August 24, 2004

summer retrospect

can’t wait to get on the road again
Philadelphia (2 trips)
Niles, Michigan/South Bend, Indiana
the hills of WV
Charleston, SC (2 trips)

added more dents to my automobile
delivered pizzas
survived multiple attacks from the sunrays upon my skin
forgot the words to a wedding song and butchered the song
increased my running endurance by one mile (ten was the goal)

Posted by jonsligh at 10:46 PM | Comments (6)

August 20, 2004

this too shall pass

I count it one of the bitter ironies of life that my coworkers (at my second job) have a fondness for rap.

Fifty Cent, Tupac (yeah, I thought he was dead too), and the scores of rap artists who have affixed the Lil’ prefix to their names—they all are making me cynical about the state of the arts in the culture.

Downhill goes the public taste, happily bouncing along in its proverbial handbasket. Entropy is doing her dirty work on public taste, it seems. As the bank accounts of rappers and boy bands grow exponentially, the great pieces in the Western musical heritage are relegated to ice-cream truck jingles and the few devoted piano students.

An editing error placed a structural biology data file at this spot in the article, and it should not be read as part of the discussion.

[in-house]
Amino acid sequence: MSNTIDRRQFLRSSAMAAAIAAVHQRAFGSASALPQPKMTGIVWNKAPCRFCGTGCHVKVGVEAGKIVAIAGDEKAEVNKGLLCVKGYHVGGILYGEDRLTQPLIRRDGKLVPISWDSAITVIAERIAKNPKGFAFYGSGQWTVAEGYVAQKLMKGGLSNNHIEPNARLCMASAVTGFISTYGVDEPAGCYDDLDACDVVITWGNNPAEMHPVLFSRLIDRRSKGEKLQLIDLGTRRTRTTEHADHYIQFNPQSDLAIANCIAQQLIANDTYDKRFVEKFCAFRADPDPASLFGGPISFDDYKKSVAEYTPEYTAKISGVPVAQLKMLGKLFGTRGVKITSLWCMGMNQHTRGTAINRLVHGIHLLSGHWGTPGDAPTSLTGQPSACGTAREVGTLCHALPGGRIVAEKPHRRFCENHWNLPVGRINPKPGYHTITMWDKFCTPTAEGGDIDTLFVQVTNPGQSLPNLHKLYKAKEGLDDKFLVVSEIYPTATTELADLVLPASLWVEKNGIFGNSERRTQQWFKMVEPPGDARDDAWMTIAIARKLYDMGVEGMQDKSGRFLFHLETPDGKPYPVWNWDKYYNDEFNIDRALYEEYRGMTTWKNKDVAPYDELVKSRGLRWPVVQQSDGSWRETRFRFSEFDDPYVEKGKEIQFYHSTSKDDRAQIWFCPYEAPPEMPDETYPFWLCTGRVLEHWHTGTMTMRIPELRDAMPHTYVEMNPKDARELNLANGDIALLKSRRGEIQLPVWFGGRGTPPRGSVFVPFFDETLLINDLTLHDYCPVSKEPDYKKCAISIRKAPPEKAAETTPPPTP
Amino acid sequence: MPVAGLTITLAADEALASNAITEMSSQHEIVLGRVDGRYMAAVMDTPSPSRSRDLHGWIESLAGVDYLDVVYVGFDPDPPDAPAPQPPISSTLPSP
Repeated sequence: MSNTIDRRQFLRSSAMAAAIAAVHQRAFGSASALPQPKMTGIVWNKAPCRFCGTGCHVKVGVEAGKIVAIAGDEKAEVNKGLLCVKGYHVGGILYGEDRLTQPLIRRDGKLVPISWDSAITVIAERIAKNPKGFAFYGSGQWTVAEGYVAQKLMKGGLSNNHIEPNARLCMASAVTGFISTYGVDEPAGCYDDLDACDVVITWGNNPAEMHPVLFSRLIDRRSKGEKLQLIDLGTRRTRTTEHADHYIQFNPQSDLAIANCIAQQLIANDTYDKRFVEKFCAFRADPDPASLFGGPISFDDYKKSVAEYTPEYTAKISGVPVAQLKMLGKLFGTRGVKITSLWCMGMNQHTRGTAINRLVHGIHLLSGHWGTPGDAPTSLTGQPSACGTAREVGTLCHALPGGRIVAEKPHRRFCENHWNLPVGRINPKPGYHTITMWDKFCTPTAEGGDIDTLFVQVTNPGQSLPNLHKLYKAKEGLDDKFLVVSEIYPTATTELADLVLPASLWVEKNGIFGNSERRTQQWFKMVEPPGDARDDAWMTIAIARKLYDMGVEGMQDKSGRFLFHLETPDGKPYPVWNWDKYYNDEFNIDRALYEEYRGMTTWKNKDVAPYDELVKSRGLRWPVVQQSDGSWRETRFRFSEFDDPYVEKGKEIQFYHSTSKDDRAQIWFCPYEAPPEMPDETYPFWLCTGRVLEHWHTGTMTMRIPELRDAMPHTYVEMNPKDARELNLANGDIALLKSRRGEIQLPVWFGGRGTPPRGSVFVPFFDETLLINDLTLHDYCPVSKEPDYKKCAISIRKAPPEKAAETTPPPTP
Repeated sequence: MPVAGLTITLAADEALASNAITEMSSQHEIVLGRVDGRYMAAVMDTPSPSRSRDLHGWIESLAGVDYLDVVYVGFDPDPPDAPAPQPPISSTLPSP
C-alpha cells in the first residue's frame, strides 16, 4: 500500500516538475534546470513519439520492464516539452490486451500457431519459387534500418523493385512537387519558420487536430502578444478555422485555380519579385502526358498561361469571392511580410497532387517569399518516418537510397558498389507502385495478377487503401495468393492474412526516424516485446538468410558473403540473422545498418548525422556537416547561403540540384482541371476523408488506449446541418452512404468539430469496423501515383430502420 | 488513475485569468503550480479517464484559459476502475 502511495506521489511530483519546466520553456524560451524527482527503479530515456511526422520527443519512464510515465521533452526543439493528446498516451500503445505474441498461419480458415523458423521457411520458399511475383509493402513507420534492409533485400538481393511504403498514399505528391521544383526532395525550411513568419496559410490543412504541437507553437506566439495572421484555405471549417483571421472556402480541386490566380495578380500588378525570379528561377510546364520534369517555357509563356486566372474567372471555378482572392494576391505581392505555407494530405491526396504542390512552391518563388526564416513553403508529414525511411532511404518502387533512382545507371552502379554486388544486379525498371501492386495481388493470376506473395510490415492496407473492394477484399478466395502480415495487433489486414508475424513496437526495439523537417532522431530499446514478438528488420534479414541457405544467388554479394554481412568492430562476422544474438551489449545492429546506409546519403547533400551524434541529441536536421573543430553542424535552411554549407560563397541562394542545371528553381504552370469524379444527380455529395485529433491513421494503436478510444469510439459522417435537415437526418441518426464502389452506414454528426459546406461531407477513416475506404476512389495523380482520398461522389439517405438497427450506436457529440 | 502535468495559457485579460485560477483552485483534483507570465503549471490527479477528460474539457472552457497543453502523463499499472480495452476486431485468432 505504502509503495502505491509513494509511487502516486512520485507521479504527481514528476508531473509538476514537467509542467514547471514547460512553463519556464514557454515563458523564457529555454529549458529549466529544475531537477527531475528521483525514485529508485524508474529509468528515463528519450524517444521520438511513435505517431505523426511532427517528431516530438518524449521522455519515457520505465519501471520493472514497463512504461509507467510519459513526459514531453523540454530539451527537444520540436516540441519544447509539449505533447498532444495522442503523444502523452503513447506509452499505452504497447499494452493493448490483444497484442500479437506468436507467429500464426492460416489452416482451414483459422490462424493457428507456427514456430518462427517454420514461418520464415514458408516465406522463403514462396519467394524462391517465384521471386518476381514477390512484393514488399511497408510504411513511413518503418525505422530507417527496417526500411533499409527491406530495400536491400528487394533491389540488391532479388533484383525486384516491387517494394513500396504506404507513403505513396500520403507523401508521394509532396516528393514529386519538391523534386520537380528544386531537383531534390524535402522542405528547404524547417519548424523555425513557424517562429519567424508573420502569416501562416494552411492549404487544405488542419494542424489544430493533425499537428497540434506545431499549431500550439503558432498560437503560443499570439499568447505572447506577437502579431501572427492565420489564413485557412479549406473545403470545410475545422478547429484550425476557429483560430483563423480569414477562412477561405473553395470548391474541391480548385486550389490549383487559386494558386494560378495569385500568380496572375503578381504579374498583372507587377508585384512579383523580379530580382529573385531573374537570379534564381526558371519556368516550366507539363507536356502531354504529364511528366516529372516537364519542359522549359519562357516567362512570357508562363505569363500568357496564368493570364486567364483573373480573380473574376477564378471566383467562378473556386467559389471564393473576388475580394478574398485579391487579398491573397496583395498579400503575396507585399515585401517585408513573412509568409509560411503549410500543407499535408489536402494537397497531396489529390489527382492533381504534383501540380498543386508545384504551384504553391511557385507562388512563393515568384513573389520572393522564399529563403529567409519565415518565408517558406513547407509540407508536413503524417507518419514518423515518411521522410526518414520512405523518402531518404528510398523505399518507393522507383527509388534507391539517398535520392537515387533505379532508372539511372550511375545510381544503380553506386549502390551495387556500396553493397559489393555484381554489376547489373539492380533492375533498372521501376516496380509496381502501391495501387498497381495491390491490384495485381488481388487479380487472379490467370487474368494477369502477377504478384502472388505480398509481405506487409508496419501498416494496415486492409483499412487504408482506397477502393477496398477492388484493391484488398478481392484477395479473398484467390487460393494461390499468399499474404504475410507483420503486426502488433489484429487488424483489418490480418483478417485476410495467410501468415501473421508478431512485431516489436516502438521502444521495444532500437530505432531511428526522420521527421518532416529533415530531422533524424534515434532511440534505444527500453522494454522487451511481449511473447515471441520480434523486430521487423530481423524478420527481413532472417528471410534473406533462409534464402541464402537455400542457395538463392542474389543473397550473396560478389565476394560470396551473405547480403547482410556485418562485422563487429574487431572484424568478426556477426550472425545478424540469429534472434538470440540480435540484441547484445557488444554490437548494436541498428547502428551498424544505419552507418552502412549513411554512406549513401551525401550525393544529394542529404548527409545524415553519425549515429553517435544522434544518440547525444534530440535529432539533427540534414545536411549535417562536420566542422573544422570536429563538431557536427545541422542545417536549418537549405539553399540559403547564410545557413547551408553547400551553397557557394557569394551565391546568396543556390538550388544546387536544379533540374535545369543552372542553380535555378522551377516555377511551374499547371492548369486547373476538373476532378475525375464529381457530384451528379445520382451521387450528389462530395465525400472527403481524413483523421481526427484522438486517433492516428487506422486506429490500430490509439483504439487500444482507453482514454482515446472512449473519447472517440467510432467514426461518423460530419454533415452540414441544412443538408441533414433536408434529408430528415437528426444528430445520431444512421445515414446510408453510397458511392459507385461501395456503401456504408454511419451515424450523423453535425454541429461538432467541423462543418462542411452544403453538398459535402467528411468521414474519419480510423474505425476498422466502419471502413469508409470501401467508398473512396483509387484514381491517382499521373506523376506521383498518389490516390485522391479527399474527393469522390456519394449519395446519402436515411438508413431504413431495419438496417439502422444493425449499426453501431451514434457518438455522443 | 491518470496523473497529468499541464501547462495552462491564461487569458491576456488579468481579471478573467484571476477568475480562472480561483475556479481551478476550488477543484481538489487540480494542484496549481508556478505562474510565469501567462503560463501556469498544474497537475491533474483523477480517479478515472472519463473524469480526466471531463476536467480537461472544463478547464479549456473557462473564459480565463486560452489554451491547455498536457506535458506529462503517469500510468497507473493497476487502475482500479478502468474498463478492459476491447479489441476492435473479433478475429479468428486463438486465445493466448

Well, having now recovered from my lapse into nauseating nostalgia, I’ll have to acknowledge that popular music has probably always captured the lowest common denominator, and not much more. That’s what makes it popular. For every Mozart and Tchaikovsky and Rutter, I suppose there were countless popular musicians whose bland unmemorable drivel lies forever buried in musical archives, never again to be resurrected (or so we hope). Only a select few can transcend time and changing culture and actually be remembered. Future generations will be spared the popular drivel of today, and will instead enjoy the drivel of their own, as well as the select few musical creations of our generation that will manage to transcend time and changing cultures.

So it’s with a fresh hope that I declare that Fifty Cent and Britney Spears will go the way of the Swinging Blue Jeans and the Buggles. Forever plunged into obscurity (and rightly so).

Posted by jonsligh at 09:47 AM | Comments (10)

August 17, 2004


I write today to extend a hearty welcome-back to Joseph Apple, the chief editor of and a contributing writer to the Rivertree. After a summer of gallivanting about the South Carolinian countryside, installing aluminum siding on houses, he was married. He promises to start blogging again and to never desert his readership again.

Posted by jonsligh at 01:28 PM | Comments (2)